World in Stereo examines classic and modern world music while striving for a greater appreciation of other cultures.
The Sway Machinery: “Gawad Teriamou”[audio:http://alarm-magazine.com/wp-content/uploads/2011/03/07-Gawad-Teriamou.mp3|titles=The Sway Machinery: “Gawad Teriamou”]
Led by guitarist and lead singer Jeremiah Lockwood, Brooklyn-based band The Sway Machinery includes Yeah Yeah Yeahs drummer Brian Chase, brass players Stuart Bogie and Jordan Mclean (Antibalas Afrobeat Orchestra), and baritone-sax player Colin Stetson (Tom Waits, Arcade Fire). Though something of a name-dropper’s perfect dream, The Sway Machinery actually resembles very little of its individual parts.
Instead, under the vision of Lockwood, the collective explores Jewish cantorial music within the broader sphere of world music, injecting the ancient tradition with Afro-rhythms and blues-tinged soul. The distinct sound stems from two figures in Lockwood’s life: his grandfather, renowned cantor Jacob Konigsberg, who instilled in his lifeblood the ancient heritage of synagogue music; and Piedmont blues virtuoso Carolina Slim, who mentored Lockwood early in his career, as he played the streets and subways of New York City. It’s a far-out mix that is sacredly funky, executed brilliantly by a collective with a dense amalgamation of contemporary sensibilities.
And to slice it up even more, The Sway Machinery has enlisted one of Mali’s most respected singers, Khaira Arby, for its second record, The House of Friendly Ghosts, Volume 1. An invitation to be the first Jewish band to perform at the Festival in the Desert in Mali turned into a month-long stay where the band recorded and wrote with some of Mali’s great luminaries, including Super 11 and Vieux Farka Touré, son of the legendary Ali Farka Touré. Inspired by Mali’s strong musical tradition rooted in local soil, The Sway Machinery recorded the album in the capital of Bamako, accenting its local sounds with Arby’s willful voice at the center.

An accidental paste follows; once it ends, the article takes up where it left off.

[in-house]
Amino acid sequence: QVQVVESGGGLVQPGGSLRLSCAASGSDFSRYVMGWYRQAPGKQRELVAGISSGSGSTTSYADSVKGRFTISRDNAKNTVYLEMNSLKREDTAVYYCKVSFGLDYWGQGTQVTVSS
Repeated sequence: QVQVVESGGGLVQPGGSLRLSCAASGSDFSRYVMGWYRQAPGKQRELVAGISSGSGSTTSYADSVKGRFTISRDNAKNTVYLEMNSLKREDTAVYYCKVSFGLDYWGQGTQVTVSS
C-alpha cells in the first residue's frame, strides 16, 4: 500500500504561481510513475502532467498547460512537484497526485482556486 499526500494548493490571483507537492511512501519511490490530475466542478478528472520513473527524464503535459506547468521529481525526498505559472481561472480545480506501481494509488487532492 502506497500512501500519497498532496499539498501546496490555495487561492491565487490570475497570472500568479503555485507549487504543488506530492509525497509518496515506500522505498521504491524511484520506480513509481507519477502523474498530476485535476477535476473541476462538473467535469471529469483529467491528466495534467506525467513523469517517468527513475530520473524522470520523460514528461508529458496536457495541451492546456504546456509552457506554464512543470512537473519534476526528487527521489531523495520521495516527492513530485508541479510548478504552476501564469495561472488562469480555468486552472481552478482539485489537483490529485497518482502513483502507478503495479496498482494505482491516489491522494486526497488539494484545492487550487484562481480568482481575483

In many ways, the record plays like a travel journal; tracks like “Women Singing in Timbuktu,” “Camels,” and “Turaeg Child Singing” are exactly what the titles suggest. As a whole, the record offers many sincere moments like these, whether sound snippets from the streets or the work done in the studio. The project translates as an earnest effort to make sense of a culture through the language of music.
Though Arby is a perfect fit for the Afrobeat horns and the slew of new African instruments introduced to The Sway Machinery’s sound, she provides an interesting point of contrast to the band’s Jewish foundations and American funk and jazz flourishes. But she respectively owns some of the record’s most standout tracks, making songs like opener “Sourgou” sound like they were played by a band less on a sojourn, more on a permanent stay. The foot-stomping, Afro-funk offering “Gawad Teriamou” flaunts Arby’s fiery but effortless vocal deliveries, given life by a Gypsy-desert guitar lick, infectious bass riff, and a stabbing brass section.
Lockwood provides the other half of the record’s vocals. “Skin to Skin” is the first hint of what Lockwood has to offer, and listeners will immediately sense the intuitive connection between the musical traditions. There are, however, stark differences. It’s a singing style that hinges on Hebrew syntax and traditional Jewish melodies, a hybrid form that isn’t fully understood until album closer “Shalom Aleichem,” where Lockwood sings completely in Hebrew.
In the end, the music is the link between the two worlds. The Sway Machinery’s combination of brass and rhythm is a force to be reckoned with — a true testament to some of New York’s most accomplished musicians. Over Lockwood’s cantorial-infused vocals, and intertwined in Arby’s African cries, is a triumphant fusion that keeps a balanced variety, from the raw funk in “Youba” to the rock drumming and call-and-response blues dynamics in “All The People.”
The House of Friendly Ghosts, Volume 1 is also less overt than The Sway Machinery’s 2008 debut, Hidden Melodies Revealed, in reconfiguring the Jewish hymn. The result is a grand thesis of cross-cultural music that looks forward more than it looks back. Bringing its Brooklyn sound to the crown of West Africa, the collective successfully shrinks cultural distance and blends the modern with the Jewish folkloric.